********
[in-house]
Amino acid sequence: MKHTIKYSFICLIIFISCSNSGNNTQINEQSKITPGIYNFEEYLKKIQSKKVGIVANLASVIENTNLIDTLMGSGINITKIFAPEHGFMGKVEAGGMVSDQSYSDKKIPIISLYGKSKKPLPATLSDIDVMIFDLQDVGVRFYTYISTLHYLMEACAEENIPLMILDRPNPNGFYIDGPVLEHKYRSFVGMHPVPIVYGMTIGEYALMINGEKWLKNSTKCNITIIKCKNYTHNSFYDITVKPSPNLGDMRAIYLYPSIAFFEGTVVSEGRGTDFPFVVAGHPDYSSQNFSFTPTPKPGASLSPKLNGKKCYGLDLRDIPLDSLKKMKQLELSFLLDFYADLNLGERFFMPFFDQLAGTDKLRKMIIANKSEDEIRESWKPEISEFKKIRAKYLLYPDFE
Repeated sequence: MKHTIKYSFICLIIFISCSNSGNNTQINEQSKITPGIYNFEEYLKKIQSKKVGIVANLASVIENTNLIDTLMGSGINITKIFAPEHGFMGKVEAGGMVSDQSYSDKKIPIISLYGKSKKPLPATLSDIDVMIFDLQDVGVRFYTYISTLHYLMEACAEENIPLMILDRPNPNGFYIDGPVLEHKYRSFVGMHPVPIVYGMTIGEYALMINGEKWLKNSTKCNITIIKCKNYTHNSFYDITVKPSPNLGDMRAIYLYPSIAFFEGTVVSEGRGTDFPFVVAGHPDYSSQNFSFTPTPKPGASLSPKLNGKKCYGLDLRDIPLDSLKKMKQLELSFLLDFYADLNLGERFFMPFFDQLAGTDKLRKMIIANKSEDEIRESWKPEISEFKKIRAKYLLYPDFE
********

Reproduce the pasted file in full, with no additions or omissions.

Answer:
[in-house]
Amino acid sequence: MKHTIKYSFICLIIFISCSNSGNNTQINEQSKITPGIYNFEEYLKKIQSKKVGIVANLASVIENTNLIDTLMGSGINITKIFAPEHGFMGKVEAGGMVSDQSYSDKKIPIISLYGKSKKPLPATLSDIDVMIFDLQDVGVRFYTYISTLHYLMEACAEENIPLMILDRPNPNGFYIDGPVLEHKYRSFVGMHPVPIVYGMTIGEYALMINGEKWLKNSTKCNITIIKCKNYTHNSFYDITVKPSPNLGDMRAIYLYPSIAFFEGTVVSEGRGTDFPFVVAGHPDYSSQNFSFTPTPKPGASLSPKLNGKKCYGLDLRDIPLDSLKKMKQLELSFLLDFYADLNLGERFFMPFFDQLAGTDKLRKMIIANKSEDEIRESWKPEISEFKKIRAKYLLYPDFE
Repeated sequence: MKHTIKYSFICLIIFISCSNSGNNTQINEQSKITPGIYNFEEYLKKIQSKKVGIVANLASVIENTNLIDTLMGSGINITKIFAPEHGFMGKVEAGGMVSDQSYSDKKIPIISLYGKSKKPLPATLSDIDVMIFDLQDVGVRFYTYISTLHYLMEACAEENIPLMILDRPNPNGFYIDGPVLEHKYRSFVGMHPVPIVYGMTIGEYALMINGEKWLKNSTKCNITIIKCKNYTHNSFYDITVKPSPNLGDMRAIYLYPSIAFFEGTVVSEGRGTDFPFVVAGHPDYSSQNFSFTPTPKPGASLSPKLNGKKCYGLDLRDIPLDSLKKMKQLELSFLLDFYADLNLGERFFMPFFDQLAGTDKLRKMIIANKSEDEIRESWKPEISEFKKIRAKYLLYPDFE